UA’s Net Impact Team Takes Second in Hitachi Foundation Competition
Eller MBA students Nick Theisen, Dale Prentiss, and
Tayo Akanni placed second in the case competition
sponsored by Net Impat and the Hitachi Foundation.
Photo by Simmons Buntin.
By Liz Warren-Pederson
Three Eller MBA students — Tayo Akanni, Dale Prentiss, and Nick Theisen — placed second in a nationwide case competition focused on the role of business in creating a more sustainable world and sponsored by Net Impact and the Hitachi Foundation.
The case competition was centered around the study “Integrated Packaging Corporation: Struggling to Do the Right Thing,” which explores how CEO Al Fuller successfully revitalized a failing corrugated box plant in New Brunswick, New Jersey, while dramatically improving the standard of living for his employees. The case posed the question whether this model can successfully be expanded into another inner city: Detroit, Michigan.
“In the case, we needed to find financial and human relations solutions for the company to succeed and pay their workers a fair wage for a fair days’ worth of work,” Prentiss explained. “We excelled on this aspect of the case and the work was split evenly between the spring and fall semesters, because there was a case addendum in the fall which required that we write two different case analysis reports.”
Part of their success on that phase of the competition was due to their mix of personal and professional experiences. “We had a great deal of diversity on our team,” Prentiss said. “We come from very different backgrounds, which helped us analyze the issues the company faced from many different angles. We spent a lot of time brainstorming and asking each other hard questions, playing devil's advocate.”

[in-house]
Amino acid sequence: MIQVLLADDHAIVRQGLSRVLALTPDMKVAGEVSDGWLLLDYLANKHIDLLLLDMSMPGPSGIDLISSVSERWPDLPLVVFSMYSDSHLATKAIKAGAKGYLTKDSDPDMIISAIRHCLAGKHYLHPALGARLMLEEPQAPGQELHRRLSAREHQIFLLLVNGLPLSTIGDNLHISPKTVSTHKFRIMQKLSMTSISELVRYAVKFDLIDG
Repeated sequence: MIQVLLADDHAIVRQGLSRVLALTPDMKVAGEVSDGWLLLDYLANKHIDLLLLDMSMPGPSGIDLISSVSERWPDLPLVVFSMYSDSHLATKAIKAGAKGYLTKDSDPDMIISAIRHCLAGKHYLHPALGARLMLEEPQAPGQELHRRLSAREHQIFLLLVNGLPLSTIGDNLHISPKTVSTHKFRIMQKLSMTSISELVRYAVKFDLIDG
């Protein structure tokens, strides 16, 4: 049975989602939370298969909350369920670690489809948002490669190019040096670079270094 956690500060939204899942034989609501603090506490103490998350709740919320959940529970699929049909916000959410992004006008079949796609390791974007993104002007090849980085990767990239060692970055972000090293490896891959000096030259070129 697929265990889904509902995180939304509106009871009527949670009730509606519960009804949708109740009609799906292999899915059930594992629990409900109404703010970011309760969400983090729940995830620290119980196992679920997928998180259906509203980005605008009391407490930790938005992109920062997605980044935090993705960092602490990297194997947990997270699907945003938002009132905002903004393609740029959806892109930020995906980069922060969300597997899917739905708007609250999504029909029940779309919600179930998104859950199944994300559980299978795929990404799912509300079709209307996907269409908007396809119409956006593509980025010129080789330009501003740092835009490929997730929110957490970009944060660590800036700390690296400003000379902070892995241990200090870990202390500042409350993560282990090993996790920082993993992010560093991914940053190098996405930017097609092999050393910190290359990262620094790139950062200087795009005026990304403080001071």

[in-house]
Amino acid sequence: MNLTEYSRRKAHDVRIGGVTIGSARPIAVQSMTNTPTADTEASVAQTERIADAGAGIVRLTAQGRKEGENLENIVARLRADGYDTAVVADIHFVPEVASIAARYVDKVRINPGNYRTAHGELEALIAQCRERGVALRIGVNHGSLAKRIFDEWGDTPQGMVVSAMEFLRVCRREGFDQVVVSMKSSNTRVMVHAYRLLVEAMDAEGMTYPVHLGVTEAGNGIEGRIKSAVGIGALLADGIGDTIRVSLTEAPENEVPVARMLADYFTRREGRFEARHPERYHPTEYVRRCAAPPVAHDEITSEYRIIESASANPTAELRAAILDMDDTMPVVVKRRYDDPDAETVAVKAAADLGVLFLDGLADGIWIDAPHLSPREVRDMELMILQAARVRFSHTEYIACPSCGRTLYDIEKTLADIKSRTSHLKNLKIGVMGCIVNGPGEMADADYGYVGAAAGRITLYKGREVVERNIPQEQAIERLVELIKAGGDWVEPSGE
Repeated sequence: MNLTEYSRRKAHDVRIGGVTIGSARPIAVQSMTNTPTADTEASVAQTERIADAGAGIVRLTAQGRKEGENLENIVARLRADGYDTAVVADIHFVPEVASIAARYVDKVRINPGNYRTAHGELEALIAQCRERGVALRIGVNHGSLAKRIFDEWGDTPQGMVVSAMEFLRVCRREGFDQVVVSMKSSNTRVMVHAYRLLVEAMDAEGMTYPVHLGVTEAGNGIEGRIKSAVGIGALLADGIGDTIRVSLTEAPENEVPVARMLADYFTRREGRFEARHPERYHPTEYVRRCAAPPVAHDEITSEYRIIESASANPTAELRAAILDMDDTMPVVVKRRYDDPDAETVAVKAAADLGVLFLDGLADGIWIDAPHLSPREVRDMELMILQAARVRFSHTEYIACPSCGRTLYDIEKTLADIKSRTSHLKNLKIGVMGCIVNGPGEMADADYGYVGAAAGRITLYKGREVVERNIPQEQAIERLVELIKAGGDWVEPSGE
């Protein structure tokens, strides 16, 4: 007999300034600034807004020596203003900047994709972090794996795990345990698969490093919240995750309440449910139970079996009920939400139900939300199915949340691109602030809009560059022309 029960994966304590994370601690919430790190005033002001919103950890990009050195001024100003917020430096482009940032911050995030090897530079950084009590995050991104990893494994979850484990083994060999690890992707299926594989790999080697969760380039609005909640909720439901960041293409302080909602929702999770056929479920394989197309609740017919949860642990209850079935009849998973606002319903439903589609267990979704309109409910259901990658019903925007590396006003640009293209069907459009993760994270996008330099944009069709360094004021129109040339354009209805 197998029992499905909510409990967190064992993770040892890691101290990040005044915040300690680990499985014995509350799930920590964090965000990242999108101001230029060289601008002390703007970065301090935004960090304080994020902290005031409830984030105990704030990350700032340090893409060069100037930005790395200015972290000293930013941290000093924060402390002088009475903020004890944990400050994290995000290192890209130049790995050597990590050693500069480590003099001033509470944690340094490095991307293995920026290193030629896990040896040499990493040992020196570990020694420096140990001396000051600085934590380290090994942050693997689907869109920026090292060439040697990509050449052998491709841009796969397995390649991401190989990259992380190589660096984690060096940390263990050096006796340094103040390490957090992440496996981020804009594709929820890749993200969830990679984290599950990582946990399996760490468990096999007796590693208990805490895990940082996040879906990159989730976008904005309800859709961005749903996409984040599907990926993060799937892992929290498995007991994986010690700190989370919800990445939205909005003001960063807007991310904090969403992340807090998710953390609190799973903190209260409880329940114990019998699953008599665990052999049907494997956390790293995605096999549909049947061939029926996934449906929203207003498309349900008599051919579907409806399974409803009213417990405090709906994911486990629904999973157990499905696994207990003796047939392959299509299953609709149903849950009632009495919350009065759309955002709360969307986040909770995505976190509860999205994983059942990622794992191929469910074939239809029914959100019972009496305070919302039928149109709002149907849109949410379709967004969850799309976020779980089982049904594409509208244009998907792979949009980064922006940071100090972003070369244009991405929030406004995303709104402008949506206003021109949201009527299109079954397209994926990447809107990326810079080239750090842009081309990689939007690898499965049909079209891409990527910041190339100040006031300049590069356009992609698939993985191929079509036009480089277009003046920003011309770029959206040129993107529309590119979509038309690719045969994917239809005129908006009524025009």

Prentiss, who’s focused on entrepreneurship and marketing, taught for eight years. Akanni is an Army vet and Peace Corps volunteer who is focusing on finance. Theisen has nonprofit experience and a marketing focus.
“We used a great deal of information from our finance classes and our professional experiences to help us understand how management could get workers to buy in to the company agenda and excel at their jobs,” Prentiss said.
The competition stretched out over 2010. “The second part of the competition was promoting curriculum change in your MBA program,” Prentiss explained. “The focus was on creating an ethical culture and having more professors teach cases about how improving workers’ conditions helped companies improve their financial performance.”
This component came from Net Impact’s research into a surge in demand among MBA students for greater curricular emphasis on creating a more sustainable world. According to an Aspen Institute report, only 30 percent of business schools require content in a core course on how business can act as an engine for positive social or environmental change (Beyond Grey Pinstripes 2009, The Aspen Institute).
“The competition was actually very inspirational,” Prentiss said. “It emphasized to us that when you take care of your employees, and treat them like human beings, they will excel at work and your company will reap the benefits.”